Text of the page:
When kids lead, adults follow.
If that sounds backwards to you take a look at our Founding "Fathers."
Ben Franklin, at 70 years old was the Grandpa of the group, followed by next-eldest John Adams at the ripe old age of 41. Not another person in the group was over the age of 35. Alexander Hamilton was the "baby" of the group at the age of 21.
These young men were not exactly high schoolers, but they did lay out a plan to break away from the most powerful empire of their time and create an infant nation that would become the most powerful in the world.
The Marjory Stoneman Douglas High students are reminding us that youth can speak to power, can foment change, and that it is a force to be reckoned with. These young survivors of the Parkland massacre bring firsthand authority to the gun debate and are showing the adult population how to solve problems.
Problem solving starts with being willing to do whatever is necessary to get the job done. Days of impassioned speeches, protests, and sit-ins barred Florida legislators (including Governor Rick Scott) from turning a blind eye.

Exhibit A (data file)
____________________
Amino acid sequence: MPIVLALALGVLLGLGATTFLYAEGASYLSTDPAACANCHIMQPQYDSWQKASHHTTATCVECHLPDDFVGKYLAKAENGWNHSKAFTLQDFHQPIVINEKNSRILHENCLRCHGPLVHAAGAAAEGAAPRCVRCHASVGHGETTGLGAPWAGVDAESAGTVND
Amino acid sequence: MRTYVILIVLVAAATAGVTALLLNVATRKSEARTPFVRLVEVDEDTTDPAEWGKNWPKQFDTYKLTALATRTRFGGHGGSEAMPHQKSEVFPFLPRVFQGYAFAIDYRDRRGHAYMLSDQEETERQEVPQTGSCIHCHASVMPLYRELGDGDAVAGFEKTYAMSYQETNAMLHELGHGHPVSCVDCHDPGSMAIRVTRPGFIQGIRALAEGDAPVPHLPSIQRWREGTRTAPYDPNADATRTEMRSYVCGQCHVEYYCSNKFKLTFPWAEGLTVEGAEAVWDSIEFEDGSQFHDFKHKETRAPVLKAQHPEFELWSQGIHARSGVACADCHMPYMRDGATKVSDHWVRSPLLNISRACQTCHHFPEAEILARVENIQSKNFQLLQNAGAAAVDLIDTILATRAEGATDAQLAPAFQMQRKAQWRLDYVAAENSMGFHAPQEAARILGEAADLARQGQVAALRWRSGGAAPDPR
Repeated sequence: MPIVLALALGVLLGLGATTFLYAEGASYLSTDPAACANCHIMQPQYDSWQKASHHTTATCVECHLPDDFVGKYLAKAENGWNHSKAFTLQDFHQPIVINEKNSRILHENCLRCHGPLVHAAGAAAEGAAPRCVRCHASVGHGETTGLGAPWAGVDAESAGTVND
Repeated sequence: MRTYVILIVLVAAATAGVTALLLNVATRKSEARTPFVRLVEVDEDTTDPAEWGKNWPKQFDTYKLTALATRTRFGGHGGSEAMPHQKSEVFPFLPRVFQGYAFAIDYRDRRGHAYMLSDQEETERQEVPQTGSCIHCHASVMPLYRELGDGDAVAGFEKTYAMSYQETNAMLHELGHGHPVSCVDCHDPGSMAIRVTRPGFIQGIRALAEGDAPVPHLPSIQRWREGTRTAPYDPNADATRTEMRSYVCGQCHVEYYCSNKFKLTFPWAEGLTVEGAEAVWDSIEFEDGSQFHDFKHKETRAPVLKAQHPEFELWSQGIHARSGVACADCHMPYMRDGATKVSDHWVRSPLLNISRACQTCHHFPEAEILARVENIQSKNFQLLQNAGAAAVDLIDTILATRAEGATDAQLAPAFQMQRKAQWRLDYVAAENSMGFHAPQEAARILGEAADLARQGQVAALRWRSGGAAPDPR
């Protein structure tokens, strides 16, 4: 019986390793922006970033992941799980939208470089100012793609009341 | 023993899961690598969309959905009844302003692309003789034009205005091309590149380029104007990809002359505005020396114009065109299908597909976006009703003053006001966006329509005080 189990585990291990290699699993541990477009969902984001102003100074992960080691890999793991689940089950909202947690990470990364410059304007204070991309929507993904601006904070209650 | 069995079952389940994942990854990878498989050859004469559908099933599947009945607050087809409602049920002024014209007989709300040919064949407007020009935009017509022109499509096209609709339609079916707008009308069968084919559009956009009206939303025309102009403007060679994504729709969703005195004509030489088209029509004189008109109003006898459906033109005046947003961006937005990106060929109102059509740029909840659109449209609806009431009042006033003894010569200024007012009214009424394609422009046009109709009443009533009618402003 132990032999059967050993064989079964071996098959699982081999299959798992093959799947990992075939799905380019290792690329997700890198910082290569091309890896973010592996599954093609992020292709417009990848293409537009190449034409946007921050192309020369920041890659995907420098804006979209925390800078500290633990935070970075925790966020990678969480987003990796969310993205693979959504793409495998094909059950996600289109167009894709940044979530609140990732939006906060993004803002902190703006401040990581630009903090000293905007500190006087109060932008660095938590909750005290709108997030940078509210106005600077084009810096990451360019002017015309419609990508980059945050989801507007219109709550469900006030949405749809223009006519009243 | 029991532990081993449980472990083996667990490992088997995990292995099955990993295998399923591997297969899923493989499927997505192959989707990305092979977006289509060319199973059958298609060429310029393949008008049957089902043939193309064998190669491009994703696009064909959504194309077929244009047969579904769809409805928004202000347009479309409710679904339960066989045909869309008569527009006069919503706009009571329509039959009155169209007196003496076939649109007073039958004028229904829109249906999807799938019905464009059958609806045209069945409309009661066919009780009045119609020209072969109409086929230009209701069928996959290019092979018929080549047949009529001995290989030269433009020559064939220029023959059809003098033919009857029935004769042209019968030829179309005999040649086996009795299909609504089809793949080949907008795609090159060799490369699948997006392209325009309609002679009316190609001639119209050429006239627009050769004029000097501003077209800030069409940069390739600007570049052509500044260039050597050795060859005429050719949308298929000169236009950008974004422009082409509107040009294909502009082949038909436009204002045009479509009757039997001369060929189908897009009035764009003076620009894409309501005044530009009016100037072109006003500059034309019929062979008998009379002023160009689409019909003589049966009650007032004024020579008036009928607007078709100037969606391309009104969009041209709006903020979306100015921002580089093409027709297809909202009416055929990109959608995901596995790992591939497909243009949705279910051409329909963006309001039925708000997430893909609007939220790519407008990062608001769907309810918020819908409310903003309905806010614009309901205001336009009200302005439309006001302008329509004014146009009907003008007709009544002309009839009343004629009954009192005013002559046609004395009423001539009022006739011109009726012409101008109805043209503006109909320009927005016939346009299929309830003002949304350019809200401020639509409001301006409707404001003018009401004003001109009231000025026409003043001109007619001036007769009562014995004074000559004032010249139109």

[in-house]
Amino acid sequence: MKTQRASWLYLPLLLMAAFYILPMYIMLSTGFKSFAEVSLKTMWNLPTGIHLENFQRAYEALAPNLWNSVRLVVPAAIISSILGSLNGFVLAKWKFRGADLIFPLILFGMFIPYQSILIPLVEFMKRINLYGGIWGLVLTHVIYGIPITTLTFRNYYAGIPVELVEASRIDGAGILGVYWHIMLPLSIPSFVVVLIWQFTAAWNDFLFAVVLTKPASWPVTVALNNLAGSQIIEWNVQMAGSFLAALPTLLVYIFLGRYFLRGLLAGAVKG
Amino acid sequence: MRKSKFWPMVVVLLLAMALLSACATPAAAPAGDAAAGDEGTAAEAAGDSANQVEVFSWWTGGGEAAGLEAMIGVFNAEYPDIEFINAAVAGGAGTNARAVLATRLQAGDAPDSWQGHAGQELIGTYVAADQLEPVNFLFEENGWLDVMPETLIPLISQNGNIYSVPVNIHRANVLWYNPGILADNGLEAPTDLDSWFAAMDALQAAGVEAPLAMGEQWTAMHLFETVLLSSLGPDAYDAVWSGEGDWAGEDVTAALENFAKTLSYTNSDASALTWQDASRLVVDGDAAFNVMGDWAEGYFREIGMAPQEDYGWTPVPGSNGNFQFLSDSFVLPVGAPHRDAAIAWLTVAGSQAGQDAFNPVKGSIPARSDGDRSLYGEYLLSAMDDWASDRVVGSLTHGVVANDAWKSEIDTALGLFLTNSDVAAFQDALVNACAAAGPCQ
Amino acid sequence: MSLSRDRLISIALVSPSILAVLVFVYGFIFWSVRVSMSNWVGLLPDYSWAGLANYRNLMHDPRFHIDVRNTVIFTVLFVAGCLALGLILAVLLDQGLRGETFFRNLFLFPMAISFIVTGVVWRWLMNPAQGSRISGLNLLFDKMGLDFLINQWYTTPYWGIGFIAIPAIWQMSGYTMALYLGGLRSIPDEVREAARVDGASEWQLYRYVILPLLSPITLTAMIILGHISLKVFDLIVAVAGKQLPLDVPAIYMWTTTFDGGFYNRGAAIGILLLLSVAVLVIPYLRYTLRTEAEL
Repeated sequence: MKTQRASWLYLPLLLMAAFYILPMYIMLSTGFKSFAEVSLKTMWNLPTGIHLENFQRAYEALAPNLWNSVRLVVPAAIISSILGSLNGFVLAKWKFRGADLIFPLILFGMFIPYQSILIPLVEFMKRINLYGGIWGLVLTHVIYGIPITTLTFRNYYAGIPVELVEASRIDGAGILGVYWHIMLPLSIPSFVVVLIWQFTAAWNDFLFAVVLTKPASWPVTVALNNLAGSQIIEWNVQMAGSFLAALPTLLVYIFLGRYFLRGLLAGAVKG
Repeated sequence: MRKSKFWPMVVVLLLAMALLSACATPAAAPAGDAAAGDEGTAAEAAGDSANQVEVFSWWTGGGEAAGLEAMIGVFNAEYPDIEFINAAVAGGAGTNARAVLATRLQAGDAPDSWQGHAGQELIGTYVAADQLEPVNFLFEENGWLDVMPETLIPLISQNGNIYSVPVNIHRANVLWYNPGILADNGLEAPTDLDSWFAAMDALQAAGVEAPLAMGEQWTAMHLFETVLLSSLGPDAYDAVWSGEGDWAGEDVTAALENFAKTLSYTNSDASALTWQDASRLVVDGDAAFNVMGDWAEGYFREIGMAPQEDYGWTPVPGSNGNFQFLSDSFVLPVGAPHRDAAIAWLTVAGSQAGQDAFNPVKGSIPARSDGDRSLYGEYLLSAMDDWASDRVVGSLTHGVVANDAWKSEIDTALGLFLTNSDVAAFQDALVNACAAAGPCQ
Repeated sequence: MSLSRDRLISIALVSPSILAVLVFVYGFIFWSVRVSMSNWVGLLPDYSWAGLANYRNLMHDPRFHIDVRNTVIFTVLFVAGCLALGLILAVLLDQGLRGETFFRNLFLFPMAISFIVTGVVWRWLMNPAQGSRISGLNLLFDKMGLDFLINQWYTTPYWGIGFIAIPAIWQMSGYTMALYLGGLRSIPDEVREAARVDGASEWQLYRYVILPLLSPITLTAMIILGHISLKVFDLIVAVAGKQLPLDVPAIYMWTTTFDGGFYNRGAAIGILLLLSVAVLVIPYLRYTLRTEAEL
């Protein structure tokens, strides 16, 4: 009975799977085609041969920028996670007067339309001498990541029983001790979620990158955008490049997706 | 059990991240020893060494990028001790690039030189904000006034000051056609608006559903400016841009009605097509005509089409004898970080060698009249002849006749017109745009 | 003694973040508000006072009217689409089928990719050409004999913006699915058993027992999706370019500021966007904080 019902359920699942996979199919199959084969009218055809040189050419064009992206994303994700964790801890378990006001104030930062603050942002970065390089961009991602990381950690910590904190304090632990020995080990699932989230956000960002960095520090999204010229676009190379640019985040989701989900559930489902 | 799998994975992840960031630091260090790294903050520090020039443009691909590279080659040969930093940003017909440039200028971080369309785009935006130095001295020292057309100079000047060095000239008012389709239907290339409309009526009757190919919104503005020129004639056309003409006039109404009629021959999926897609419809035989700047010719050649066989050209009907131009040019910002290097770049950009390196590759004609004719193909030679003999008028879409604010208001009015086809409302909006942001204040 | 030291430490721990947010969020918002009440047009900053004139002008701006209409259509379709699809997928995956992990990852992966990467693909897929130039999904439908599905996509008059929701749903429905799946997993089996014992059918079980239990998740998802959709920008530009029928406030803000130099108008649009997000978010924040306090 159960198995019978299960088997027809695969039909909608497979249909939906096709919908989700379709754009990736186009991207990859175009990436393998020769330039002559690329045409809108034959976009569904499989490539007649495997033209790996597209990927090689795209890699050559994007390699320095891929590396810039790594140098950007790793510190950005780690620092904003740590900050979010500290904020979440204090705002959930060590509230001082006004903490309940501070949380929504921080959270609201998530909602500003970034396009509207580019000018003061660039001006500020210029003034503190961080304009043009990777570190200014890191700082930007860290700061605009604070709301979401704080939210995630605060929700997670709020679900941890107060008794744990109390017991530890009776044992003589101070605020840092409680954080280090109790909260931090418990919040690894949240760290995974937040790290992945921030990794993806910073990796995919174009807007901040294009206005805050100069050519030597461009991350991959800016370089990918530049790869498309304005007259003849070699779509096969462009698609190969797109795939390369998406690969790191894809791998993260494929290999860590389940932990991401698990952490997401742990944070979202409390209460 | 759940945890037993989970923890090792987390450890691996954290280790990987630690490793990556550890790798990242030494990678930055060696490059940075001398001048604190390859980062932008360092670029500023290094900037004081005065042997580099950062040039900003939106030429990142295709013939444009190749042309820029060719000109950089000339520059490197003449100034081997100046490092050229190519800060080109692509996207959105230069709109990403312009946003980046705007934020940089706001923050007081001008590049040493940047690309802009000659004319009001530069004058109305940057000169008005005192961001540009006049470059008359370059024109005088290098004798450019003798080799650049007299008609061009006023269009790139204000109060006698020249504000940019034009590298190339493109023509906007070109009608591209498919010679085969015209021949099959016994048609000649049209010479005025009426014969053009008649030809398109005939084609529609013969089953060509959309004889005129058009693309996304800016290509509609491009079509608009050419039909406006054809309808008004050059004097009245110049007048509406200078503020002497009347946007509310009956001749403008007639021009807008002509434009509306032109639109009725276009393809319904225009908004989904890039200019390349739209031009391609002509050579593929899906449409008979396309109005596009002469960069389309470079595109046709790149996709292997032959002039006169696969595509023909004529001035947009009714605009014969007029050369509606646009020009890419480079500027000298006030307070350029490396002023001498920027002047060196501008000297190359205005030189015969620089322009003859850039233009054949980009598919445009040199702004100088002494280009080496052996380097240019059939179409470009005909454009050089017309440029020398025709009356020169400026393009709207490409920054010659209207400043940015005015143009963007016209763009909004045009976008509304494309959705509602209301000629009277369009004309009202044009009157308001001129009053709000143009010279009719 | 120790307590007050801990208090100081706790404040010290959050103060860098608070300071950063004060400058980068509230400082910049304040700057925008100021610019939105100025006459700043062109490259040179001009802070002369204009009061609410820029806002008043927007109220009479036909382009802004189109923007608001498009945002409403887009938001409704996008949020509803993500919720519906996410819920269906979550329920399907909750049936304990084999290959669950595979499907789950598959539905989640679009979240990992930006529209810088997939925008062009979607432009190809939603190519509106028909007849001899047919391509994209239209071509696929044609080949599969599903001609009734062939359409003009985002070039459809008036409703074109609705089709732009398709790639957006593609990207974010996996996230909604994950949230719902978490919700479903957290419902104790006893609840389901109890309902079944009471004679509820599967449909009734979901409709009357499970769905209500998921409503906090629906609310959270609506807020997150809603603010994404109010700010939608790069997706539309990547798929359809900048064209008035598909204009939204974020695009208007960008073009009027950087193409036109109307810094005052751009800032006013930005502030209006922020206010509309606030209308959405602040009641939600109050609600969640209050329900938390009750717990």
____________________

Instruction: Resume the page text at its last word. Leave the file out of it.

A comment on a Vox news post made me remember another time when young people were willing to do what was necessary to get the job done. Their headline read:
"How the baby boomers — not millennials — screwed America"
… with a subhead fashioned to rub salt into the wound:
"The boomers inherited a rich, dynamic country and have gradually bankrupted it."
That's something I've been thinking a lot about, because I'm a boomer. My generation had such high ideals and big plans. Looking at the trouble in this country today, it is easy to surmise that none of them came to fruition. But that's not true.
Another woman commented, "It is Baby Boomers who were the rank and file of the Civil Rights Movement. It is the Baby Boomers who were the core of the Anti War Movement. It is the Baby Boomers who pushed for legislation for the Women’s Movement."
I really needed that reminder. It was the young heroes of the 60's that let society know there were real problems in this country. It was a time when "We Shall Overcome" was not a promise. It was a battle cry.
The problem isn't that the boomers were a do-nothing generation. The problem is that we became complacent. We were satisfied with a little progress and closed our eyes to how the world was changing around us.
These intelligent and brave young Floridians have opened our eyes again. All over this country their peers have come together to support them. It is time we boomers got off our keisters and joined them. It isn't too late to walk the walk to a better future. As the commenter concluded, "Our Common Goal across generations needs to be to work for the Common Good of our country."